Teqball coach shares how sport is helping inspire young refugees
Jordan-based teqball coach Ibrahim Al-Hariri is helping provide young refugees with the opportunity to regularly practice sport, and to enjoy the educational and social benefits of leading an active lifestyle in a team-based environment.
Al-Hariri is originally from Syria but moved to Jordan in 2012. Once in Jordan, Al-Hariri played in the Jordan Premier League for Al-Jalil, before helping pioneer FITEQ’s first major refugee programme, which was organised in collaboration with Peace and Sport's Live Together initiative in the Zaatari Refugee Camp in Jordan. Zaatari is the world’s largest camp for Syrian refugees and over half the camp’s inhabitants are children.
The project began in 2018 and was organised around the concept of training the trainers. This has resulted in a lasting legacy that has seen a teqball community continue to grow in the Zaatari Refugee Camp, with Al-Hariri coaching aspirational young athletes every day. His ambition now is to inspire the next generation of teqball players, whilst also providing opportunities those most in need.
Al-Hariri, who is a Level Intro Teqball Coach, recently spoke to FITEQ about his experiences in teqball and what it means to him to help refugees.
Tell me about yourself – how did you become a teqball coach?
I’m originally from Syria, where I played football for Al-Harak, Tafas and Busr Al-Harir, but now at 36 years old, I currently live in Jordan.
I began playing Teqball in 2018. Peace and Sport organised a training day in Jordan which was ran by FITEQ. The day was great! I really enjoyed it, and at the end I was chosen by FITEQ to be developed into a coach for the “Live Together” programme in the Zaatari Refugee Camp.
What does your role as a coach involve on a daily basis?
I train age groups from 8 to 18 years old every day. I look to create a fun and engaging training programmes so that everyone can have fun and improve. At the end of each training cycle, we have competitions, which the kids really like.
I always make sure that the kids grow as people as well as players. There’s a constant presence of core personal values in all my sessions. These values are cooperation, respect, honesty, and teamwork. It’s important that these are always adhered to, not just in the teqball sessions, but in all sporting activities in the Zaatari Camp.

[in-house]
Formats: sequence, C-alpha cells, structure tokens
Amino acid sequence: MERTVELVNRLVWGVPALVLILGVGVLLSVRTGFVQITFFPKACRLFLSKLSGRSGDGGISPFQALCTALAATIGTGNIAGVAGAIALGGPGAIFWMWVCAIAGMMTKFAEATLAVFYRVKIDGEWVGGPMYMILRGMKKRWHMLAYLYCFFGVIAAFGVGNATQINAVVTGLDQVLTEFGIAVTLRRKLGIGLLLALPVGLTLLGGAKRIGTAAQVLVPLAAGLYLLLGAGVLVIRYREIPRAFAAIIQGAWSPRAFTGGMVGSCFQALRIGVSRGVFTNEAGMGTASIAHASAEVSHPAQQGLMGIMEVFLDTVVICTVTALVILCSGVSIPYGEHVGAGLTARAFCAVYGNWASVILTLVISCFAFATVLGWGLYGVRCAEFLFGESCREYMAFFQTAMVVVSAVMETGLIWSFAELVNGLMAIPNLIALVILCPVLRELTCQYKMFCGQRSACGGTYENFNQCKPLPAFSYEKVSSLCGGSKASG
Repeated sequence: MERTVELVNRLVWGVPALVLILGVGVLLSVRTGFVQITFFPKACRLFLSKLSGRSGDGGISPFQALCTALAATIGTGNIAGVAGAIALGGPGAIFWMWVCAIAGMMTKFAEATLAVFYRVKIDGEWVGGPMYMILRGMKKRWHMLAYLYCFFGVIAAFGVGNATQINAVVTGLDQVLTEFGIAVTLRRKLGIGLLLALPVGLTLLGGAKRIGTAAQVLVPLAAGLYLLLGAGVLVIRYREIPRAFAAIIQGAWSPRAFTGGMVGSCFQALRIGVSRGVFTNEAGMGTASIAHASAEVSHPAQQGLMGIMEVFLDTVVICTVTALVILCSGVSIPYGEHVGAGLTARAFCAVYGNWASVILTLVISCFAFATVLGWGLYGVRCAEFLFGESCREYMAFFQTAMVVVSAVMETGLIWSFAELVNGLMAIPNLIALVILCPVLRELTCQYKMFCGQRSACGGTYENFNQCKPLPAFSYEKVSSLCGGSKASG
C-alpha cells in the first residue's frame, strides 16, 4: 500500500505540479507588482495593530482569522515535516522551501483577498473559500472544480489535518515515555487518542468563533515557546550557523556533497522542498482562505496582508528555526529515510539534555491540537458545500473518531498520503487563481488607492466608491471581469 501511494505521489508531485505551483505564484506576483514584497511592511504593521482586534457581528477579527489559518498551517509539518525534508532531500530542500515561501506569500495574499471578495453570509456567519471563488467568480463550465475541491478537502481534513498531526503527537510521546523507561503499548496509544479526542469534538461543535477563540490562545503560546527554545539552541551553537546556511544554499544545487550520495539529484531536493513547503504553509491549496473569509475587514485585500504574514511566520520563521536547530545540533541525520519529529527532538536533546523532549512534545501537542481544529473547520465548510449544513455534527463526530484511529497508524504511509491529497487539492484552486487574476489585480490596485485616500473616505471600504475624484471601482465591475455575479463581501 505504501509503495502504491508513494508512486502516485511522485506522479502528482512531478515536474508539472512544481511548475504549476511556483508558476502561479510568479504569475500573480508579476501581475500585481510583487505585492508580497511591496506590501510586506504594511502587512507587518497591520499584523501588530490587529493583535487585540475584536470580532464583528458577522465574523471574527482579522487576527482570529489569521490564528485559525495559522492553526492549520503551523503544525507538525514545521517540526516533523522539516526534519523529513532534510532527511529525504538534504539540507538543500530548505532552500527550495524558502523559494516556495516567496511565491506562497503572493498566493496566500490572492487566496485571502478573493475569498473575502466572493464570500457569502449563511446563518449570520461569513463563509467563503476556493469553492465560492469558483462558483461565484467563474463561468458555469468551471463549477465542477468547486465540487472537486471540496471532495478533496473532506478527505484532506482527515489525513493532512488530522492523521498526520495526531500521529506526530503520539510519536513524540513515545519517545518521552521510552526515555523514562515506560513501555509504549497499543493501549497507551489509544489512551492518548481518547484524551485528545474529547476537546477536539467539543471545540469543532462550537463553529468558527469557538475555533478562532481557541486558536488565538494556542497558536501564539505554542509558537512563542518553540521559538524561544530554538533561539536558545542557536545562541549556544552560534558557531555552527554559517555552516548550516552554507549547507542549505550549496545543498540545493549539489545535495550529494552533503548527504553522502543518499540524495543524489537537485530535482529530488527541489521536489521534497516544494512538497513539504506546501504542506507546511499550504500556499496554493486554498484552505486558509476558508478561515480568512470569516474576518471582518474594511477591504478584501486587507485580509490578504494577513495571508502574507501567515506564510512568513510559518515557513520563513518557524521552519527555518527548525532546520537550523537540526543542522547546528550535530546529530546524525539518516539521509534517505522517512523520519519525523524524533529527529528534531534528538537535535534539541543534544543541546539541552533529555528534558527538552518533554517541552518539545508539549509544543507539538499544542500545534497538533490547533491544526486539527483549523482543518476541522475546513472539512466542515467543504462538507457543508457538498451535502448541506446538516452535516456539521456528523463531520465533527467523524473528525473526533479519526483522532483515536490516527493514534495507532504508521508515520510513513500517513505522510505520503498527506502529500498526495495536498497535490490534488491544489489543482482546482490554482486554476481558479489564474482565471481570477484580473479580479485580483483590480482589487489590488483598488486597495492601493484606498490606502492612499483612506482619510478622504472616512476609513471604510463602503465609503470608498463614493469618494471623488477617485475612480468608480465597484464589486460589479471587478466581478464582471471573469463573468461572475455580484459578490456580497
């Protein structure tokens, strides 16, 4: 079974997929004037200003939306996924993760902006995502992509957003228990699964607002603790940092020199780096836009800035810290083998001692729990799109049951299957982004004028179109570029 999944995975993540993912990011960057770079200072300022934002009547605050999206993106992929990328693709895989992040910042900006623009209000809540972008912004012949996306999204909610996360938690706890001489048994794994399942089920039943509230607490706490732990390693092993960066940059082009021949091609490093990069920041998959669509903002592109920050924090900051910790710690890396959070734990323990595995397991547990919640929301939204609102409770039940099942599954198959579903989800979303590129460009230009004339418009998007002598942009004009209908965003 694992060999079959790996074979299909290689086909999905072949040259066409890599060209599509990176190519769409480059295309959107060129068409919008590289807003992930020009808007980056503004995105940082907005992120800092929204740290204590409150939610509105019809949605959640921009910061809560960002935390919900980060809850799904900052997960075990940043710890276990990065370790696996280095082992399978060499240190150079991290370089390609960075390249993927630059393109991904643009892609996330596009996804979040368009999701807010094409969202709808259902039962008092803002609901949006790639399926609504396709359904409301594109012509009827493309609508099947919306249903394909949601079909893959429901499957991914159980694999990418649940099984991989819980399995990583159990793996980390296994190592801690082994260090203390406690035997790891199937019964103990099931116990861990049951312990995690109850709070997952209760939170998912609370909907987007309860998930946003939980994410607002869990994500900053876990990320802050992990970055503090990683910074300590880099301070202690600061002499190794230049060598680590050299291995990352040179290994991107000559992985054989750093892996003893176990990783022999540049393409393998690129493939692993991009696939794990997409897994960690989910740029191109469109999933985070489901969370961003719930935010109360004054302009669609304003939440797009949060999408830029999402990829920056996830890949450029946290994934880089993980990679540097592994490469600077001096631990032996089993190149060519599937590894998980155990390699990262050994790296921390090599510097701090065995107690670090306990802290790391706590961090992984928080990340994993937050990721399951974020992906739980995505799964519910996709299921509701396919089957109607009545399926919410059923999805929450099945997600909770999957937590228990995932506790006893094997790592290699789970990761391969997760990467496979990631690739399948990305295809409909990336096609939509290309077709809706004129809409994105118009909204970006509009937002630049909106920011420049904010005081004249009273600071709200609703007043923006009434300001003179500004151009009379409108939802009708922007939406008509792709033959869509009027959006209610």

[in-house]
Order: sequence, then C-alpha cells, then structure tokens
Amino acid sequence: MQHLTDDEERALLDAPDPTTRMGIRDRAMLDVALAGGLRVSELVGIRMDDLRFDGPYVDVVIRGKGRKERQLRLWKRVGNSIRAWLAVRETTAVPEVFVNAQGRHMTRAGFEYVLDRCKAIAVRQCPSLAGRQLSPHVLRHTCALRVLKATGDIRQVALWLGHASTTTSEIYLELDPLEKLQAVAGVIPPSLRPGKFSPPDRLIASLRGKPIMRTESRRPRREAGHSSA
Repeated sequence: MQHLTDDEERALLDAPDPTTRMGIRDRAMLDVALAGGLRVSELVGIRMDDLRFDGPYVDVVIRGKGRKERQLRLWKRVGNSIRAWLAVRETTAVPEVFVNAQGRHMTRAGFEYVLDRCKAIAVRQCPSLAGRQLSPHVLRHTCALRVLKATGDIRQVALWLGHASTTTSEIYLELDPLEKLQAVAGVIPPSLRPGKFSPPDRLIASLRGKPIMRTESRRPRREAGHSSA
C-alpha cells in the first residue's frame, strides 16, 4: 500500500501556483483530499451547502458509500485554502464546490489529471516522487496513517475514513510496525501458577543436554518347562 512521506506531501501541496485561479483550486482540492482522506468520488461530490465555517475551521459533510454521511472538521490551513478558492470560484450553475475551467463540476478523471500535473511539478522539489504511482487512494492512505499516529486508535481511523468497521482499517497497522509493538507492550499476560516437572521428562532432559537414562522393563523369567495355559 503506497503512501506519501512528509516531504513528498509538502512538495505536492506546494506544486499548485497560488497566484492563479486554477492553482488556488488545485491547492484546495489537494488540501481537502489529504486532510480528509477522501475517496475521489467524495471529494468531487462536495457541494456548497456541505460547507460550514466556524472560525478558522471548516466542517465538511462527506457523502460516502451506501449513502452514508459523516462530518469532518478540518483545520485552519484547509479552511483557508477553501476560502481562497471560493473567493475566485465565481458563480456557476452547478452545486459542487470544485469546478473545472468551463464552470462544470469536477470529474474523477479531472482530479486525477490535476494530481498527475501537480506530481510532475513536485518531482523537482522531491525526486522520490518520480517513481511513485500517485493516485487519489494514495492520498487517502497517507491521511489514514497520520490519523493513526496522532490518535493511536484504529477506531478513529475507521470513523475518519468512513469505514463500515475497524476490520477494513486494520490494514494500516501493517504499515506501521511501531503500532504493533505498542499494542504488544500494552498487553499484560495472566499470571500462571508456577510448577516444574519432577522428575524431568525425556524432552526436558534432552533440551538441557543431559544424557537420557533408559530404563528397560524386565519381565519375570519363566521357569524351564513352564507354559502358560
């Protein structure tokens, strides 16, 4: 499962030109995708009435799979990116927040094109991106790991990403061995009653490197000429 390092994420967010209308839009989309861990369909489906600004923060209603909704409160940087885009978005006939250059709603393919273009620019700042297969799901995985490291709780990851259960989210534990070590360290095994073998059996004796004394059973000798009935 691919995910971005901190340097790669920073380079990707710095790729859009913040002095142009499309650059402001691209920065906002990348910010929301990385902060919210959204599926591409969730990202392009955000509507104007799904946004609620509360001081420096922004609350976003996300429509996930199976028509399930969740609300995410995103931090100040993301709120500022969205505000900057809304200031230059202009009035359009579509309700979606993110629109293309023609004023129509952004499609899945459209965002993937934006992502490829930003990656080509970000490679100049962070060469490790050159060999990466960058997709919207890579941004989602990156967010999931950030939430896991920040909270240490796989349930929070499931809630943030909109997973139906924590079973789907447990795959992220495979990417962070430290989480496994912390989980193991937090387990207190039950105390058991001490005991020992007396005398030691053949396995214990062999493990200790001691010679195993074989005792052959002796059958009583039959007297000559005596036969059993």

There are also training programmes in the city of Amman, I attend these as often as possible to grow my own knowledge, as well as foster collaboration between the city and the camp.
Things were more difficult in the earlier stages of the Covid-19 pandemic because training facilities were closed. However, I sent videos of exercises that the kids could do on their own via WhatsApp.
What are your future plans with the sport of teqball?
I hope to become a global trainer, training children all over the world, especially refugees. I want to use the sport and its values to connect communities and help children to live with purpose, happiness, and peace.
Seeing these children thrive in a safe and supportive environment fills me with great pride and personal satisfaction. It is brilliant to see the joy that they experience through the teqball sessions. It is great motivation for me.
So far, my biggest achievement is that I’ve trained over 100 children in the Zaatari camp and helped them to grow as people.
Looking to the future, I hope that children from the Zaatari camp will be able to participate in national tournaments so that we can showcase the skill and improvement that they have earned.
Since partnering with Peace and Sport in Zaatari, FITEQ has continued to develop programmes to support refugees around the world. Earlier this year, it launched its very own global initiative – the Table of Peace – which is supporting communities most in need every day.